This is part of my series of posts on Cloud Field Day 3.
Druva got its start doing endpoint backup (laptops, phones, tablets) and data governance (legal discovery, compliance with regulations like HIPAA, PCI, etc.) but has recently decided to expand into the broader data protection market. It now sells what it calls Data Management as a Service, which is where the cloudiness comes in.
From what I’ve been able to work out, Druva is well regarded in its original market, and has a solid business from which to grow. The expansion into a broader data protection and management company makes sense for growth.
Druva is positioning itself against legacy on-site backup and recovery options, which is a similar tactic to other new players like fellow CFD3 presenter Rubrik. The Druva difference appears to be that it’s built on AWS, rather than needing on-site hardware, and it specifically talks about backing up data in SaaS applications like Office365, Salesforce, and Box.
SaaS hosted email is really handy, and as a G Suite customer I am quite conscious that my mechanisms for backup and recovery of cloud-hosted data aren’t nearly as robust and well tested as what I use for data on physical servers near my desk. I know that my super-important data is on encrypted removable drives in a fire-proof safe, so how do I do something similar for stuff in Gmail without copying the data out and into the same data protection system?
Same goes for SaaS hosted Sales CRM like Salesforce. There’s a lot of history and in-flight information in these systems that would be a pain to restore if I needed to. Same goes for cloud-hosted accounting software like Xero.
And if you move to doing basically everything in Office365 (assuming you have a network that’s fast enough) you have even more data you need to keep protected from accidentally damage.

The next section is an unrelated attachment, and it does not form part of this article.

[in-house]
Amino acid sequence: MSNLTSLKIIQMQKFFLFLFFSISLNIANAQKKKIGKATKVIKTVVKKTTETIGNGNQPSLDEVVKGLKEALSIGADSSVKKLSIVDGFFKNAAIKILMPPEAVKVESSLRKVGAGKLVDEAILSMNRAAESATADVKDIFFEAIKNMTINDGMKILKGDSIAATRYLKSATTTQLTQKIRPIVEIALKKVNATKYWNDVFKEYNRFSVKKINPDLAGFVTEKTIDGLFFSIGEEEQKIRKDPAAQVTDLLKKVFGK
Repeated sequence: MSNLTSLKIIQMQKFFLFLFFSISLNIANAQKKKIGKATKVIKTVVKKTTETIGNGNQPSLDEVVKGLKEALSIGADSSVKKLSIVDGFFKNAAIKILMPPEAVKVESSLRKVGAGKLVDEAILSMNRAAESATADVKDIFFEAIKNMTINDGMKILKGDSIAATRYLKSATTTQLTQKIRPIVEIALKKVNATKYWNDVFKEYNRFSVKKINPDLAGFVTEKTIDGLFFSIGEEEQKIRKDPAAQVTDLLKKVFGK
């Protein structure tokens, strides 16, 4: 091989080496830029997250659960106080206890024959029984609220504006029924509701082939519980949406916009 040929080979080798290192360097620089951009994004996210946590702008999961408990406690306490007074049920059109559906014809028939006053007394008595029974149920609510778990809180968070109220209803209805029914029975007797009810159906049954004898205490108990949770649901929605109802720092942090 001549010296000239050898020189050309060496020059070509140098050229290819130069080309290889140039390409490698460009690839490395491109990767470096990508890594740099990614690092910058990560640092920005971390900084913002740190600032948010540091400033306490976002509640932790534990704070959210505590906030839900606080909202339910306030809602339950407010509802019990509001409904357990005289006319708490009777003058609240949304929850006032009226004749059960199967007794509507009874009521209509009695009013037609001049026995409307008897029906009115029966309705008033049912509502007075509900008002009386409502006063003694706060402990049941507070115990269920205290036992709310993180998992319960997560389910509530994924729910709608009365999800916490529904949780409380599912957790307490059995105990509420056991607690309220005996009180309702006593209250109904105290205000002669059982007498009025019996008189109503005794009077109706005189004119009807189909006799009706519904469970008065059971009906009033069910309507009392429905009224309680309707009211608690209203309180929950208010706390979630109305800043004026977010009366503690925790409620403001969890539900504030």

The vendors themselves protect the systems that run the platforms, and they may even protect the data en masse so if they accidentally lose a server they can attempt to restore all the customers’ data that was on that server. But if they can’t, what do you do? No one cares about your data as much as you do, and getting an individual email or file back can be tricky unless you’ve thought things through.
How Does It Work?
The big question for me is about the mechanics of how Druva actually does what it does. Having hardware on-site close to where data needs to be restored reduces the time it takes to recover. Really fat pipes into AWS are expensive, and recovering from local snapshots is usually much faster, but whole disk recovery isn’t needed anywhere near as often as just “I accidentally deleted the wrong email.”
The information on Druva’s website is pretty high-level, but it looks like you’d end up with a per-customer central Druva datastore in an AWS region that you can select. You’d use Druva’s inSync for laptops and tablets as well as SaaS applications, Druva Phoenix for servers and datacentre stuff, and Druva Apollo for things that specifically live in AWS, which I think is more for IaaS things.
Beyond that, I’m not really clear on how things would work on a day-to-day basis when I need to backup or restore data. It looks like there’s source-side dedupe going on, as well as encryption, and then I think data gets sent over the wire into the Druva AWS/cloud datastore thing.
Disclosure: Druva has previously approached PivotNine about us doing some consulting work for them, but PivotNine has not done any work for Druva at time of writing, nor do we have any pending work we’re about to start doing for them. PivotNine may do work for Druva in the future, but that’s true of any company that approaches PivotNine and wants to pay our fees.